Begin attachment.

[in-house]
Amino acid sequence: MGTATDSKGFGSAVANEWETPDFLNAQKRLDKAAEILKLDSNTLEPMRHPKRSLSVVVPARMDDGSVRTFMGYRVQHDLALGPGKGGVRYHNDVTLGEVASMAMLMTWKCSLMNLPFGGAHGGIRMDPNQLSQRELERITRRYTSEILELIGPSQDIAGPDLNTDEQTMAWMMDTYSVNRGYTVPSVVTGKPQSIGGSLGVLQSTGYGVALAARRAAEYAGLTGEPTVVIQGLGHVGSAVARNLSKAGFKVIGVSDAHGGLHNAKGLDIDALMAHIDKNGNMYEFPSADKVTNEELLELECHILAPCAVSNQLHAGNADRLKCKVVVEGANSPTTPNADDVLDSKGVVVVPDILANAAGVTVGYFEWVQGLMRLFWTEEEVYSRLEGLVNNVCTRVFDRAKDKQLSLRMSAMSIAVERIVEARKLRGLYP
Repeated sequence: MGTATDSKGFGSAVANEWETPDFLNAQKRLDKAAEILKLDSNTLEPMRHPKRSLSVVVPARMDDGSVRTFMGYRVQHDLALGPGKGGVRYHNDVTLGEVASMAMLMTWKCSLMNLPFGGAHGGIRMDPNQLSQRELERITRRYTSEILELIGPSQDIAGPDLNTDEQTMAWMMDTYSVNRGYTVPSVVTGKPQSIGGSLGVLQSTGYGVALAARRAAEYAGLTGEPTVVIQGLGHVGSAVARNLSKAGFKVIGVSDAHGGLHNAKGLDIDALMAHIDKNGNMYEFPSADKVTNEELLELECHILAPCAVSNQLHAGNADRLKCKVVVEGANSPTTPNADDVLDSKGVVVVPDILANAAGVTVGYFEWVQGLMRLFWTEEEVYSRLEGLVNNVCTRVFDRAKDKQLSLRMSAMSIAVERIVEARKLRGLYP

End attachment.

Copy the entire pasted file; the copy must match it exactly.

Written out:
[in-house]
Amino acid sequence: MGTATDSKGFGSAVANEWETPDFLNAQKRLDKAAEILKLDSNTLEPMRHPKRSLSVVVPARMDDGSVRTFMGYRVQHDLALGPGKGGVRYHNDVTLGEVASMAMLMTWKCSLMNLPFGGAHGGIRMDPNQLSQRELERITRRYTSEILELIGPSQDIAGPDLNTDEQTMAWMMDTYSVNRGYTVPSVVTGKPQSIGGSLGVLQSTGYGVALAARRAAEYAGLTGEPTVVIQGLGHVGSAVARNLSKAGFKVIGVSDAHGGLHNAKGLDIDALMAHIDKNGNMYEFPSADKVTNEELLELECHILAPCAVSNQLHAGNADRLKCKVVVEGANSPTTPNADDVLDSKGVVVVPDILANAAGVTVGYFEWVQGLMRLFWTEEEVYSRLEGLVNNVCTRVFDRAKDKQLSLRMSAMSIAVERIVEARKLRGLYP
Repeated sequence: MGTATDSKGFGSAVANEWETPDFLNAQKRLDKAAEILKLDSNTLEPMRHPKRSLSVVVPARMDDGSVRTFMGYRVQHDLALGPGKGGVRYHNDVTLGEVASMAMLMTWKCSLMNLPFGGAHGGIRMDPNQLSQRELERITRRYTSEILELIGPSQDIAGPDLNTDEQTMAWMMDTYSVNRGYTVPSVVTGKPQSIGGSLGVLQSTGYGVALAARRAAEYAGLTGEPTVVIQGLGHVGSAVARNLSKAGFKVIGVSDAHGGLHNAKGLDIDALMAHIDKNGNMYEFPSADKVTNEELLELECHILAPCAVSNQLHAGNADRLKCKVVVEGANSPTTPNADDVLDSKGVVVVPDILANAAGVTVGYFEWVQGLMRLFWTEEEVYSRLEGLVNNVCTRVFDRAKDKQLSLRMSAMSIAVERIVEARKLRGLYP